I found in Japan that they tried to incorporate nature everywhere. Wether it was outside a shop, squeezed into a courtyard, a vertical garden. There was lots of wood bamboo everywhere. You could be in the heart of Tokyo and would see that rooftops and private gardens were filled with plants and trees. Everywhere in Japan they are trying to find the perfect balance between nature and city living.

Japanese harmony between city and nature

The photo selection above is Gavin posing outside a coffee shop, the door was tiny he had to duck to get inside, but we loved how many plants were framed at the front. Then we have a wall garden in Osaka, vertical gardens have been popular for years. Then a water feature under a cherry tree in a tiny courtyard in Kyoto where we queued for bone broth ramen and then the final picture is a traditional Japanese building with courtyard gardens. All beautiful and all incorporating the biophilic ethos.

Biophilic design makes sense to me. I said this year that I wanted to invest more, by second hand especially with furniture and pieces for my home. I have always preferred wood and natural materials in my home but there appears to be a lot more philosophy to this way of life.

About DP

Hi, I am Dana. I am dyspraxic trying to function and get organised in my dysfunctional world. I don’t shy away from technology but I do have a preference for all things paper and analog. I am trying to organise our lives through my bullet journal, travel around the globe and save money!!! Impossible I know. I have a hard time believing that you should spend a fortune on one day. So, with my creative skills and frugality I will hopefully create my dream wedding without getting into debt. My bullet journal has been a life saver, so much that I now have 3. One for life, one for wedding planning and my last for this blog. I am lost without them. I have a wonderful partner, two fur babies ( Manhattan and Frank) a full time job that I love and my love of blogging. Please bear with me with my spelling and grammar I do proof read about 4 times but I still miss things. I won’t be offended if you correct me. So that’s me, I draw and teach art to both kids and adults and I believe anyone can create anything you just have to practice. I have had to try and try at organising, that is why I am the Dysfunctional Planner.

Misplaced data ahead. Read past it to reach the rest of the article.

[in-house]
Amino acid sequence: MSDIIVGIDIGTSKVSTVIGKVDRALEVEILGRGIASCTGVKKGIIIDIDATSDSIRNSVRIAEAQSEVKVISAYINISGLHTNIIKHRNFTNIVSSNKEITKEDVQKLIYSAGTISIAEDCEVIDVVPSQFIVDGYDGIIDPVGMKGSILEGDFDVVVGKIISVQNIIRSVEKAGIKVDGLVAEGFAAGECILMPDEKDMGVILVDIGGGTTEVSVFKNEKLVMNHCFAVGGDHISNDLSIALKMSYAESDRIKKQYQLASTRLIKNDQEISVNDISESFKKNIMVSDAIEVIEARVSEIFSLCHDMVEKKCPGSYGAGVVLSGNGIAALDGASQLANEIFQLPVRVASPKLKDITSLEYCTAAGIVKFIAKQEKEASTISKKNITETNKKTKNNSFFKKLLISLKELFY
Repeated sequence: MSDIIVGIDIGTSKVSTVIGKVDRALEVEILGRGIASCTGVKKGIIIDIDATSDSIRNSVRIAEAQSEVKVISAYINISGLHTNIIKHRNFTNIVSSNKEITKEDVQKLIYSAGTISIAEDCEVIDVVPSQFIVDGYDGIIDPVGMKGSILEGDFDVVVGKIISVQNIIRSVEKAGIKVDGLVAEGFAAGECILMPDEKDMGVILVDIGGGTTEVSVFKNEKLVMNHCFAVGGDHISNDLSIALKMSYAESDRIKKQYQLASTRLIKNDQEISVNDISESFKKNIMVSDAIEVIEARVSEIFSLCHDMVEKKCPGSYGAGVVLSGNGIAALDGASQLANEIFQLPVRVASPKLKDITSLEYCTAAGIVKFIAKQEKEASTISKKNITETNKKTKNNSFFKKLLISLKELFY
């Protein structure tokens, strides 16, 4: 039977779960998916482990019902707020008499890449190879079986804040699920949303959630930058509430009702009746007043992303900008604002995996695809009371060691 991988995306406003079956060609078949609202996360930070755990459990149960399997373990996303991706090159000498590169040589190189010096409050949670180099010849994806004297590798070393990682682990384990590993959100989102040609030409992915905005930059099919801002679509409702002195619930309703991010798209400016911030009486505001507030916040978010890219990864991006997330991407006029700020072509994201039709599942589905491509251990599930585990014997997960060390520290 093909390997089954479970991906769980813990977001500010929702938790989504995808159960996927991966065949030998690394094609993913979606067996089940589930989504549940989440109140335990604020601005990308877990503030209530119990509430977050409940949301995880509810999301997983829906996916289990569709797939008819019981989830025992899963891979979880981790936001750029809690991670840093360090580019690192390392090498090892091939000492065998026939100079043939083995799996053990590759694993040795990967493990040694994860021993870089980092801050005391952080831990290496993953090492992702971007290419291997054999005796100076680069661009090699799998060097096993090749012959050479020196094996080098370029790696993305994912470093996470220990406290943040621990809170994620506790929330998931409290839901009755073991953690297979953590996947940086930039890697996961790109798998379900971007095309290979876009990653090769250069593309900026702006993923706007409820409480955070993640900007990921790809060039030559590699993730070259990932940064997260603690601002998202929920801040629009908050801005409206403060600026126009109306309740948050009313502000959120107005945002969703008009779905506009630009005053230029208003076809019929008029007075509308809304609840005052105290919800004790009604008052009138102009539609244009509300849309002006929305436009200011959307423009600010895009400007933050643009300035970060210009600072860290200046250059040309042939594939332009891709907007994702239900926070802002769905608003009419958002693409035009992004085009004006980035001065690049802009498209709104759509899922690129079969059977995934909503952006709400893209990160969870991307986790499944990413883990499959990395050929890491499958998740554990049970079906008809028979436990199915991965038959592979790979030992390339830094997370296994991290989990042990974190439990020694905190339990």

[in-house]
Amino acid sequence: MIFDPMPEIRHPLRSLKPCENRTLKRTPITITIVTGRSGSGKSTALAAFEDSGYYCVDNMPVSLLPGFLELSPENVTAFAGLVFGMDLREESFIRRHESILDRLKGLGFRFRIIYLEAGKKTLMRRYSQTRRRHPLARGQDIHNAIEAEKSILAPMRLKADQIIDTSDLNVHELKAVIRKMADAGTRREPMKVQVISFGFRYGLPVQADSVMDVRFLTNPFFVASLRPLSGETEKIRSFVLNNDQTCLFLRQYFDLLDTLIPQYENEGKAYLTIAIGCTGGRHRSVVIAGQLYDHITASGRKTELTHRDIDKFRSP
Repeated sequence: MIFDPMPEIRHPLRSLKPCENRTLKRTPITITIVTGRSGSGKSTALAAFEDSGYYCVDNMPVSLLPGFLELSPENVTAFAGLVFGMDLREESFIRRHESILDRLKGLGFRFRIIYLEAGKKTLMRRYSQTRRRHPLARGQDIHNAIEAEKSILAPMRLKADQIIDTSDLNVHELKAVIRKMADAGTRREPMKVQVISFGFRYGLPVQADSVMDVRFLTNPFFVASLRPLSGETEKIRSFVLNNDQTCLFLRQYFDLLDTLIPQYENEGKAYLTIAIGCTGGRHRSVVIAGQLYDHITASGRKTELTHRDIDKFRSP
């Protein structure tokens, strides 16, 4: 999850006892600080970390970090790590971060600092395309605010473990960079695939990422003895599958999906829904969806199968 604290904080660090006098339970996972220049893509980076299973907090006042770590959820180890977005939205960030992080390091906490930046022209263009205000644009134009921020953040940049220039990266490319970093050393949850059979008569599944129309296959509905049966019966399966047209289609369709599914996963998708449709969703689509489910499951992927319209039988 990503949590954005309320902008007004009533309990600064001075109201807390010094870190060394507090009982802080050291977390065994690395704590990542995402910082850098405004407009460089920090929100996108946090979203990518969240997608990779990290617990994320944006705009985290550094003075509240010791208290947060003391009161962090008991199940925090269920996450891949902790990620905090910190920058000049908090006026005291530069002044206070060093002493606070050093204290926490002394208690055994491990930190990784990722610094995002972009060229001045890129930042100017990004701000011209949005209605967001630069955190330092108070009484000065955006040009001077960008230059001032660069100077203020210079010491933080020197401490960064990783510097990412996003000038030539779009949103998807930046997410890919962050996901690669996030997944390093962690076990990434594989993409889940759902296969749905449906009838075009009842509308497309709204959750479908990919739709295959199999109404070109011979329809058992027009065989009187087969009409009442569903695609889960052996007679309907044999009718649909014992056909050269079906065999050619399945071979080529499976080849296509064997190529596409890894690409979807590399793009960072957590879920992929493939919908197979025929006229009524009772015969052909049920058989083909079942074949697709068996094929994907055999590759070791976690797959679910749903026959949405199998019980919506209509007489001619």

7 comments on “What is biophilic interior design? and how to incorporate it in your home

  1. Excessive use of woods is harmful to the environment, isn’t it? The use of woods in homes and building furniture need more trees to be cut and it results in deforestation which causes landslides, floods, climate change, etc., and affects biodiversity.

    Liked by 1 person

  2. I think it depends on the wood and where it comes from. Most houses in the UK are made from brick as it made here the clay and the bricks breath.
    My sister lives in New Zealand where trees grow super fast so they replant as much as they cut down. Biophilic design is about finding a harmony with nature. In Europe we search for the FSC which is a more sustainably sourced wood. Biophilia is about bringing more nature into our modern world rather than ripping out what’s there and replacing it with sustainable replacements.


  3. It really feels we are more closer to the nature. What can be more amazing than this.


    • Exactly, it definitely lifts my mood being outside but also filling my home with plants and natural materials.


  4. Very interesting! Thank you for sharing!